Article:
First Drive: 2011 Mini Cooper Clubman

Acknowledging the fact that it's difficult to remain an adolescent forever, Mini expanded its lineup with a longer wheelbase Clubman model for the 2008 model year. A longer wheelbase, a third entry door, and what Mini USA calls rear barn doors are the key features. As with other Minis, six-speed manual and automatic transmissions are available with two 1.6-liter DOHC four-cylinder engines: the standard Cooper Clubman is normally aspirated, the Cooper S is turbocharged and intercooled. For 2011, a mid-cycle refresh applies to the whole family of two- and three-door Minis.

Exterior Changes
Front and rear bumper fascias, a new grille texture, minor lamp alterations, and a whole new line of wheels will keep Mini watchers' heads spinning. There's something different to note from every angle though the only sheet metal change is a higher hood hump for the standard Cooper. Active headlamps are now optional while LED elements in back handle the parking lamp function. Five of the available eleven exterior colors are new including a lighter shade of British Racing Green.

Inside Fixes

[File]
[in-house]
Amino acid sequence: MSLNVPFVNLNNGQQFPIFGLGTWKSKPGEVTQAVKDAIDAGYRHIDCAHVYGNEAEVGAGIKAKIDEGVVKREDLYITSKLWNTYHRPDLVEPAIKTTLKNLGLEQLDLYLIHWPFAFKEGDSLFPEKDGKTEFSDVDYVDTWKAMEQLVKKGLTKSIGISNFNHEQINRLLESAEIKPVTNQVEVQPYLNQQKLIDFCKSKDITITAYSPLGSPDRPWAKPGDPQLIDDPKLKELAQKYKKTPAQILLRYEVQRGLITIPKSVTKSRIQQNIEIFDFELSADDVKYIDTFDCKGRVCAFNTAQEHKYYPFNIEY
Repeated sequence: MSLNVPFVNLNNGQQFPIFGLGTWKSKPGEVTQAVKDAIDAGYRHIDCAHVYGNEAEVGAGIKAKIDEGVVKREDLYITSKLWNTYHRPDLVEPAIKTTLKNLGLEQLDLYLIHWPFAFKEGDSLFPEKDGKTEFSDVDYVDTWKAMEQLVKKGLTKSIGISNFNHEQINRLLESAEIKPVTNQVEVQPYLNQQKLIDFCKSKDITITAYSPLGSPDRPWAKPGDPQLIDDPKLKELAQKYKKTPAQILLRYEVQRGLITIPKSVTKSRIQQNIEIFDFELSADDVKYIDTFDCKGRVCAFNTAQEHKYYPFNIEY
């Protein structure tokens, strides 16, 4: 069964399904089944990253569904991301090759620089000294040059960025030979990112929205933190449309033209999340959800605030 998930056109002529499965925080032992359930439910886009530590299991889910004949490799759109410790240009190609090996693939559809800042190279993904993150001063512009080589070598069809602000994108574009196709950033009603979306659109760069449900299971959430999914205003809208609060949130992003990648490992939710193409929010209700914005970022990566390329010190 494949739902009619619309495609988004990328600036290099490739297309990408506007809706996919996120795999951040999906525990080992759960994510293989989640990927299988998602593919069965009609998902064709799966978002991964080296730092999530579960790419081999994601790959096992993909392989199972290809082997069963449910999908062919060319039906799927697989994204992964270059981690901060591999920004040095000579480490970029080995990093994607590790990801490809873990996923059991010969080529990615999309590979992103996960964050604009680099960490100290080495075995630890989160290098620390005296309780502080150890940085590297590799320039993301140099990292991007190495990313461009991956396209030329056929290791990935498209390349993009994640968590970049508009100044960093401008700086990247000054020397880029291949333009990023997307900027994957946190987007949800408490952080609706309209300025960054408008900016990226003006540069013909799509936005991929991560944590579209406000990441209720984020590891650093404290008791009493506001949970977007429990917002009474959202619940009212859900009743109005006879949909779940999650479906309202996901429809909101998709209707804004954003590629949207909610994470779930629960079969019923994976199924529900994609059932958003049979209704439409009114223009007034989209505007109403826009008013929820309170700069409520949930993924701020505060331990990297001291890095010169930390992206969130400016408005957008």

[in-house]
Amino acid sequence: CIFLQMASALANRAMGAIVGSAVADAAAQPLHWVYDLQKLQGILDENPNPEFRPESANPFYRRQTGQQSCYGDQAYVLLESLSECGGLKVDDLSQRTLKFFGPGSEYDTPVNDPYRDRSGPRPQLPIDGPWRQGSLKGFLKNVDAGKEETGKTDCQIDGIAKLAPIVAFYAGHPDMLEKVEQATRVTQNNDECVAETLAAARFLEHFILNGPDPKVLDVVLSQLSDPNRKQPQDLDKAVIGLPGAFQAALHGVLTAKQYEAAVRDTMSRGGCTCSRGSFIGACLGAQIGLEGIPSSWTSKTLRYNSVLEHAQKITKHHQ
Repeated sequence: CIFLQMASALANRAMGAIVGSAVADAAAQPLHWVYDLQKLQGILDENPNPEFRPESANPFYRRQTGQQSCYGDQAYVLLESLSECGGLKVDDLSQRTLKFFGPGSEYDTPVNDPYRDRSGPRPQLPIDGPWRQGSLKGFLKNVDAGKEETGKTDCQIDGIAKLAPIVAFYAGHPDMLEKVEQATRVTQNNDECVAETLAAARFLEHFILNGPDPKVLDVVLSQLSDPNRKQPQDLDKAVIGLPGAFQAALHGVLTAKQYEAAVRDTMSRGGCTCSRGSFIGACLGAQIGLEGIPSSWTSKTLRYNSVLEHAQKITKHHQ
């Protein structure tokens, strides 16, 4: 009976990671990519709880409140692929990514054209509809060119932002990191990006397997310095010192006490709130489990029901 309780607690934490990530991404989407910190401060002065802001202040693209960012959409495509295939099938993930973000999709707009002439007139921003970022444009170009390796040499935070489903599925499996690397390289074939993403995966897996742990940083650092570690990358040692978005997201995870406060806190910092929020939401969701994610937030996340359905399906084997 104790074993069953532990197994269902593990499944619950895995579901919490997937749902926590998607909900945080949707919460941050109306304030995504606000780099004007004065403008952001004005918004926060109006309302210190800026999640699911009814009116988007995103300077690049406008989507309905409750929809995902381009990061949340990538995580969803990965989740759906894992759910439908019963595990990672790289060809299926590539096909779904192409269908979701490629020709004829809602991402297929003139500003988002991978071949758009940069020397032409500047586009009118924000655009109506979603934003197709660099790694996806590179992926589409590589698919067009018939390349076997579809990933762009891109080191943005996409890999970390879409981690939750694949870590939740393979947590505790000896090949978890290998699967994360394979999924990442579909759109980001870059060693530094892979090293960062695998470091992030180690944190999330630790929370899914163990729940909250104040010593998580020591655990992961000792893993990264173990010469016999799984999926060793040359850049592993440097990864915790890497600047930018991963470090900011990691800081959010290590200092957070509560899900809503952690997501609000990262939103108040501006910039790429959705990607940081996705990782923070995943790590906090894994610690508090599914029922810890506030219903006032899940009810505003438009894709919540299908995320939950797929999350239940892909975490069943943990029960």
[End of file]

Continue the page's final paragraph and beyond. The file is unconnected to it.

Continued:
At long last some serious attention has been paid to cleaning up the Mini's haphazardly arrayed instrument panel. Without fiddling with the cheeky tach and pie plate speedometer arrays, surface finishes, secondary control arrangements, and the general layout are all improved. Radio knobs now live at a single elevation. The silly heater thumbwheels have been replaced by rocker switches. Seat adjusters are unassisted but that's consistent with the lean and mean Mini theme.

More Go
The Clubman weighs nearly 200 pounds more than the hardtop so extra power is sincerely appreciated here. The normally aspirated engine gets three more ponies (now 121 hp.) attributable to revised fuel and ignition software and reduced parasitic losses. While the base engine already had Valvetronic variable intake timing and lift, that technology is new to this year's turbo in the Clubman Cooper S. The increased maximum air flow and minimized throttling loss boost power from 172- to 181-horsepower while also improving highway efficiency by two mpg.

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Edward A. Sanchez
I'd go straight for the S. The normally-aspirated model has to be an absolute dog.

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